The fiscal and taxation reforms will be more than ever necessary in China to ensure that growth becomes more inclusive. So far, China has had a major success in reducing the poverty. But additional tax reforms will be needed to reduce further inequality in disposable income and across regions, as well as to help reduce the rural-urban divide.
The OECD and China are building a new partnership based on growing collaboration in key policy areas: from social inclusion to urbanisation; from education to green growth; from energy efficiency to corporate governance and taxes, said OECD Secretary-General.
China has made tremendous progress toward achieving inclusive growth, but major reforms are needed to ensure a fourth decade of rapidly converging living standards and a greener economy, according to the OECD’s latest Economic Survey of China.
China enjoys a more stable and balanced growth and is now definitely on course to become the world’s largest economy around 2016. But major reforms are still needed to ensure a fourth decade of rapidly converging living standards and a greener economy, said OECD Secretary-General.
The Secretary-General, Mr. Angel Gurría, was in Beijing to attend the China Development Forum, to present the third OECD economic survey of China and to hold bilateral meetings with key representatives of China's authorities, business and academic world.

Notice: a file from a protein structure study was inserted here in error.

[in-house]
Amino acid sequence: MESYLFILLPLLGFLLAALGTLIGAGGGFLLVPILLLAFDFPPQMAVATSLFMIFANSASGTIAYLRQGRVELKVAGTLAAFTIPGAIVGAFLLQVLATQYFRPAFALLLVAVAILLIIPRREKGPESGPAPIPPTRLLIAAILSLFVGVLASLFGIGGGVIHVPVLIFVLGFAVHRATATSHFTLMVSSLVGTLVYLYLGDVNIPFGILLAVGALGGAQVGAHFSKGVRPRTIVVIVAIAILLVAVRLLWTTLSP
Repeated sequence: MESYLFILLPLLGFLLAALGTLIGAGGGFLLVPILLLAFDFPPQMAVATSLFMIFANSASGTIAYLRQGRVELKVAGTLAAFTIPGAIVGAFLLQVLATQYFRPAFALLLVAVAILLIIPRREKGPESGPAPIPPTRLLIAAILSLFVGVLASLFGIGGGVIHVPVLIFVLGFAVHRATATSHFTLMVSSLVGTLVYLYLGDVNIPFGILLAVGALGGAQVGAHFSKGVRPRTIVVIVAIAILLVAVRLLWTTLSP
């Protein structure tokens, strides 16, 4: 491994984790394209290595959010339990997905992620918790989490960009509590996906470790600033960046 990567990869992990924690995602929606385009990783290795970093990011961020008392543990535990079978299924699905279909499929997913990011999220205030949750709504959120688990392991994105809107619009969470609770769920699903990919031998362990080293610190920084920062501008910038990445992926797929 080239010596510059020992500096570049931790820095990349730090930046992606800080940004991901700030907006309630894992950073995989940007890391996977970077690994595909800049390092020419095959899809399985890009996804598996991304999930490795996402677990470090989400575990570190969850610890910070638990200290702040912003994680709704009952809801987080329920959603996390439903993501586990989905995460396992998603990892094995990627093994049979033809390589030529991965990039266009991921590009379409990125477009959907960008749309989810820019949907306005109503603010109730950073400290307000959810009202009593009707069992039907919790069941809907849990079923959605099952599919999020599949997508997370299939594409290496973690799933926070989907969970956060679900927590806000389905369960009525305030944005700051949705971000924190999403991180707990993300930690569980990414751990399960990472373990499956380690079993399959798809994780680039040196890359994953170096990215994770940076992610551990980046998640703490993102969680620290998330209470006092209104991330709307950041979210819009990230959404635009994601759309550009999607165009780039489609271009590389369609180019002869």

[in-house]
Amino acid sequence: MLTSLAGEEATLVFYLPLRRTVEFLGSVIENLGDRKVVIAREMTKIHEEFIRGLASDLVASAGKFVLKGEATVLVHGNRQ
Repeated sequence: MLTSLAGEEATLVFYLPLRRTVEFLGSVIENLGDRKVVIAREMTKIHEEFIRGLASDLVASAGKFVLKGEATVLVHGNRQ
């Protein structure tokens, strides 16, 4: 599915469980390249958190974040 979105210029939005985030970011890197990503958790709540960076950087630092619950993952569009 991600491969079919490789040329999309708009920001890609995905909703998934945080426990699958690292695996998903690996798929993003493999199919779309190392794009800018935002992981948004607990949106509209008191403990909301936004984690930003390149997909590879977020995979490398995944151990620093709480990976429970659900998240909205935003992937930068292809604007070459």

The main features of China’s current sub-national finance arrangements date back to the 1994 tax reform. China has a multi-level government structure that shares national tax revenues through a system of tax sharing and transfers, and divides spending assignments and responsibilities.
Sound and transparent corporate governance policies will play a crucial role in reform initiatives and capital market development in China, as well as attracting the international investors required to sustain China’s long term economic growth. In order to support the these reforms, the OECD shares its experiences in the area of corporate governance with China through regular policy dialogue exchanges.
This paper explores the productivity impact of trade, product market and financial market policies over the last decade in China – a fast growing country where, despite significant reform action, regulatory stance remains still far from OECD standards.
Production processes have become global and markets more integrated as trade costs have fallen on the back of technological progress and trade and investment policy reforms. We can no longer base policy decisions on conventional trade statistics that report the gross value of products and services each time they cross borders. Instead, we need to measure how much and where value is added, said OECD Secretary-General in Beijing.